Darryl Strawberry talks battles drug addiction with faith on Epidemic of Hope conference tour

Darryl Strawberry is known as being one of the great baseball players to play for the Mets. Eight-time All-Star, four-time World Series champion and New York Mets Hall of Famer; but just like so many others the Straw Man and his wife have had their fair share of struggles in life including with drug addiction.

They were in Van Wert at the Niswonger Performing Arts Center as a part of the Epidemic of Hope conference your speaking about drug addictions. From how they fought their's to how they're using their faith to help others still struggling, Darryl says life is too short not to act.

"Life is not long, life is short," says Strawberry. "It's what you go through and how you overcome, and how do you get to the next phase in life. How do you get to a place of purpose and really helping somebody because we can sit around and talk about problems but if we're not doing anything about the problems the problems won't get resolved."

Wooster Pastor Jerry O'Brien, who organized the Epidemic of Hope tour, says Tracy Strawberry's guide to using faith to recover from addictions was the tool that Ohio pastors needed in order to really get involved in the opioid epidemic, because he says churches are the last to come to the discussion table when they should have been the first.

"We want to get the church armed and we want to do our part," says O'Brien. "We thank God for all of those first responders, the law enforcement, the courts, the medical field, all of the treatment centers that have been out there. Now it's time for the churches to step up and do our part."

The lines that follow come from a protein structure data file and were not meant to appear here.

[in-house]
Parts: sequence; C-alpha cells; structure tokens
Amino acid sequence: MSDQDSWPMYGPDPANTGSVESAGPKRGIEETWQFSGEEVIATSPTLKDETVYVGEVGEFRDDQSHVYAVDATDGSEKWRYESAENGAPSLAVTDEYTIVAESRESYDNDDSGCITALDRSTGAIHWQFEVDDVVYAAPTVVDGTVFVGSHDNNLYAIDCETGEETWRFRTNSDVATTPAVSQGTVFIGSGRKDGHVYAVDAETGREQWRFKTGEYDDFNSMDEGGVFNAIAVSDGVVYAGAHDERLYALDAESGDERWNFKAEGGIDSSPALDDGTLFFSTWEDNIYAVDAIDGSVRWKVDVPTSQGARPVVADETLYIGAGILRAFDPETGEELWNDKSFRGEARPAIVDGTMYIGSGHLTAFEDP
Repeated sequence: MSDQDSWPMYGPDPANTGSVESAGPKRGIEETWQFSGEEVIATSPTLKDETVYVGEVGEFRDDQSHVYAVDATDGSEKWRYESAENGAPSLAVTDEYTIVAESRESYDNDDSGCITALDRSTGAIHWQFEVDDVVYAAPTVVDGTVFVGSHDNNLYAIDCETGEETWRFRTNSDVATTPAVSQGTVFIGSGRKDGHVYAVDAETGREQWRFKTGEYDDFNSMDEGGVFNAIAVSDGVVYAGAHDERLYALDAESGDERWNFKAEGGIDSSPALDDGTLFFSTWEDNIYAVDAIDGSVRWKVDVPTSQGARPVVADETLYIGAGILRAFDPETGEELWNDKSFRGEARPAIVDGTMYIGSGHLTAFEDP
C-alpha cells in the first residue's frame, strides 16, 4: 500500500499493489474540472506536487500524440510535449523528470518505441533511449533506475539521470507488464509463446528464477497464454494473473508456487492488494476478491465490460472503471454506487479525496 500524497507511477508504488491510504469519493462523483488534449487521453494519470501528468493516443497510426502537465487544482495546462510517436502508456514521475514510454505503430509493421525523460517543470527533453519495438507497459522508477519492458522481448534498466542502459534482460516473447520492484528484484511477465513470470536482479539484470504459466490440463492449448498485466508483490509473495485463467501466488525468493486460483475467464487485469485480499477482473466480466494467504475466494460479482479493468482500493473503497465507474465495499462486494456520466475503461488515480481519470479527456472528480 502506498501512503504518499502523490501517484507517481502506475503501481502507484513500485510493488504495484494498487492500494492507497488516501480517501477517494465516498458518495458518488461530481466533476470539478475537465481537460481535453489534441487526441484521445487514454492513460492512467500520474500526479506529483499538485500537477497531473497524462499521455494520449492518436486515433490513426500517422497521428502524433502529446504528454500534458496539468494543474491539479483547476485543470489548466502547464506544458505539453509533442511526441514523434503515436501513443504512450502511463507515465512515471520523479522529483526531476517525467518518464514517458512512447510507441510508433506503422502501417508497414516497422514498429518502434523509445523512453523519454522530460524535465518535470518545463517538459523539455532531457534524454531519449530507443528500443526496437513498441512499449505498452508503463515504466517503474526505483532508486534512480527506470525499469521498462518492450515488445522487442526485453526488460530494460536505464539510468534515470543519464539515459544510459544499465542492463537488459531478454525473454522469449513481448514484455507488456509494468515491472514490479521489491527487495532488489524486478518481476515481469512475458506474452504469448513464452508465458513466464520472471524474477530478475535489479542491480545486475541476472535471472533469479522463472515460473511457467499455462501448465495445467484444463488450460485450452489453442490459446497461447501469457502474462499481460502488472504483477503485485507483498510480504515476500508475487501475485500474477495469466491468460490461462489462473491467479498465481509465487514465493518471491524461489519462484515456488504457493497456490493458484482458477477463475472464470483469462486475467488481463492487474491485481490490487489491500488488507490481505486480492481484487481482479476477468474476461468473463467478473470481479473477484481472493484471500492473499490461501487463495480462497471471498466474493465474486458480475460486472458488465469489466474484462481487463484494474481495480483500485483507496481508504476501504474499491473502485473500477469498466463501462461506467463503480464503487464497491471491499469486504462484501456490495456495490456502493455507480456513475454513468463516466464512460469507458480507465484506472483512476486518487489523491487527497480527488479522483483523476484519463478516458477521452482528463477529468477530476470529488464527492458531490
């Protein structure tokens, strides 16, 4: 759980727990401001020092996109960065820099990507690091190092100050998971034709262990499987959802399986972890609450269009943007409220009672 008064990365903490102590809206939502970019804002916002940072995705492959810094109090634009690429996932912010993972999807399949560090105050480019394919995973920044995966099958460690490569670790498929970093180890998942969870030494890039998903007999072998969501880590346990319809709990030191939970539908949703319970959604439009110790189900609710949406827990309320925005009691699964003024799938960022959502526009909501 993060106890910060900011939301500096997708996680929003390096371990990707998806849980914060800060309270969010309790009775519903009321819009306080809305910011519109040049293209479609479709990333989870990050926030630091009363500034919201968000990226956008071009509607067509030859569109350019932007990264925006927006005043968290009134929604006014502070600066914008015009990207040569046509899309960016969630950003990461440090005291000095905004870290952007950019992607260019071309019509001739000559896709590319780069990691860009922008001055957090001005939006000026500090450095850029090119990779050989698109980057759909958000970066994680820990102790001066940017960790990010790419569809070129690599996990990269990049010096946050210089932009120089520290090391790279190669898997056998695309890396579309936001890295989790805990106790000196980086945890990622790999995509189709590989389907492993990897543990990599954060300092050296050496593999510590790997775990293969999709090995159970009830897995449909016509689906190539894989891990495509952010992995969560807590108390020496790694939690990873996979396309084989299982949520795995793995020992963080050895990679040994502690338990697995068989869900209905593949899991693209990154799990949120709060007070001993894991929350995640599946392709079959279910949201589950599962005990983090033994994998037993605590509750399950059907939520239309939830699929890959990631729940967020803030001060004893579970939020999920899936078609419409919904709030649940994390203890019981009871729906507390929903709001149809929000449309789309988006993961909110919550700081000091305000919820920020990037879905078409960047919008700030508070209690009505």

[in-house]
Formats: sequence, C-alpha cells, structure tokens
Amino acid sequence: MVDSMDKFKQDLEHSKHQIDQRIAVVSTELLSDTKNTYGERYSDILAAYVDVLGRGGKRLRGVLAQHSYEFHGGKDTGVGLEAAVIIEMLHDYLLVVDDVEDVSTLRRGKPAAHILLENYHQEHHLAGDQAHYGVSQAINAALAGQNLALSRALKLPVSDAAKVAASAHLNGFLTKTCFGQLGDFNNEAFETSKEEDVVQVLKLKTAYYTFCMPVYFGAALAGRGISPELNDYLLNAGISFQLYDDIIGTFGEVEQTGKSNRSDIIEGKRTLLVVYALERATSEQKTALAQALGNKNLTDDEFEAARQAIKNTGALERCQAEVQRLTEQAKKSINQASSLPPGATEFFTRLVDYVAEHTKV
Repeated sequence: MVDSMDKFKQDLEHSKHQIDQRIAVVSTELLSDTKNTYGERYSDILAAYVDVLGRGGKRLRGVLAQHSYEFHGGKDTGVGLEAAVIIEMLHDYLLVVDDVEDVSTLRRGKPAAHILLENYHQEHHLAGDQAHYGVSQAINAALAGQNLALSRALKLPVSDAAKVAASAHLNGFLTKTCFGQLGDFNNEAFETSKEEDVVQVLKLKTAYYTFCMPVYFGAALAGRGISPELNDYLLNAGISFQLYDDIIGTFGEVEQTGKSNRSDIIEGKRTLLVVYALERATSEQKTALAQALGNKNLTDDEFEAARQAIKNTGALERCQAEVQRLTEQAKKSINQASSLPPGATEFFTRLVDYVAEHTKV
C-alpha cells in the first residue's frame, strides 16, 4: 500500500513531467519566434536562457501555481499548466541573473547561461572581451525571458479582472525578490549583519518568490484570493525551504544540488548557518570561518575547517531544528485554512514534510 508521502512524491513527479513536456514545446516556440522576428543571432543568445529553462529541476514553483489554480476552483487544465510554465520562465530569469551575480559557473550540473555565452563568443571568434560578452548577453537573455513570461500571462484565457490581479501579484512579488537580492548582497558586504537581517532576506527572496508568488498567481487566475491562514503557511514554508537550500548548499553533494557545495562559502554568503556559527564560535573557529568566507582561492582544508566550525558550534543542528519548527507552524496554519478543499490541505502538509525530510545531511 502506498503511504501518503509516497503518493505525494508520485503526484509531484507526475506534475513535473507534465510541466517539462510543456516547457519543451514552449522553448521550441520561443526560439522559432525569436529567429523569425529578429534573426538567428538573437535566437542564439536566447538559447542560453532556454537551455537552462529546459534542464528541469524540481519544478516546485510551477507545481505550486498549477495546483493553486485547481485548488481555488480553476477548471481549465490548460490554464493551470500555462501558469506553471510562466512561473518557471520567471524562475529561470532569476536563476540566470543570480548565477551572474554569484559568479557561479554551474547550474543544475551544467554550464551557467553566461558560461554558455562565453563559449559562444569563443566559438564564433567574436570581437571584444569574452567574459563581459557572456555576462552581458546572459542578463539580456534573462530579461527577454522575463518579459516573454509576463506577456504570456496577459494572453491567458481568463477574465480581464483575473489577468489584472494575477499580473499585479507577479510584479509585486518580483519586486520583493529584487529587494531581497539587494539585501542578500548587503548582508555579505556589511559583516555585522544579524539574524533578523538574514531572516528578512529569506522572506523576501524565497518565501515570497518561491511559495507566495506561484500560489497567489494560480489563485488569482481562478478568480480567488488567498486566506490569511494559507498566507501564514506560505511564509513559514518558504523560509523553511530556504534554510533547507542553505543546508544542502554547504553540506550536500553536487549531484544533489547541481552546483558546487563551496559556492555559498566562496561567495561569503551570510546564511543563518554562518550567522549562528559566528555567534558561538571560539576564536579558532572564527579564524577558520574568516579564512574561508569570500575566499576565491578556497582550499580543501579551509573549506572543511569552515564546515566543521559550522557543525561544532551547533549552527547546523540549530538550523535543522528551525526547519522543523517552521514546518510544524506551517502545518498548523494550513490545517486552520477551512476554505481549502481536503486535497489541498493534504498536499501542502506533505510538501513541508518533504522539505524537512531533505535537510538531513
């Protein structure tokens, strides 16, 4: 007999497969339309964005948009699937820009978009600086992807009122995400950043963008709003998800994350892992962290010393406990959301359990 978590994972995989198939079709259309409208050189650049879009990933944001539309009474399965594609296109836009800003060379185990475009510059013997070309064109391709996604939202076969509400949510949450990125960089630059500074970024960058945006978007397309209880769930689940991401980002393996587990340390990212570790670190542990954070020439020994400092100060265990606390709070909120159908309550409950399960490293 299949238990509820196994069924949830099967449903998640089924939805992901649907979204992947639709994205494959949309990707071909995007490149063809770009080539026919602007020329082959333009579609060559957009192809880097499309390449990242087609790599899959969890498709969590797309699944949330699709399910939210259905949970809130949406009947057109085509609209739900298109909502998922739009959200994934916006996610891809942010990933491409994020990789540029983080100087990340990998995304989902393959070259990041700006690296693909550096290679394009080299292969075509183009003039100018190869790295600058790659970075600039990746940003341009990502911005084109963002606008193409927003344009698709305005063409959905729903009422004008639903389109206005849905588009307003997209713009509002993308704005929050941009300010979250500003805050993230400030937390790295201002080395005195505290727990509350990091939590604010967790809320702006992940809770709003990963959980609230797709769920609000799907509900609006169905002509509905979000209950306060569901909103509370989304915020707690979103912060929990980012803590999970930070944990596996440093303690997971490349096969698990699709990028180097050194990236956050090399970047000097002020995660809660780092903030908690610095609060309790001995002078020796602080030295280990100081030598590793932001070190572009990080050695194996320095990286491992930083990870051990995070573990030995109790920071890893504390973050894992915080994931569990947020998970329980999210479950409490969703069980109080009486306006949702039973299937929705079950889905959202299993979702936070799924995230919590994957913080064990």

Before the main event in the evening, Strawberry and O'Brien held a youth event talking about the issue. Strawberry says it is important to have this discussions with young people because they are just as susceptible to drug abuse. After all, his own drug issues began when he was just a teenager.

He says it is important to take a closer look at what is going on in their personal lives.

"We all project that we have this white picket fence and we live in this great home and nothing every happens," says Strawberry. "If we continue to believe that then we're lying to ourselves and we need to start dealing with the real issues that come out of kids homes in their life."

O'Brien says that showing the next generations that they have people supporting them, from their pastors to their sports heroes, will inspire hope that hey can take on issues like the opioid epidemic and succeed.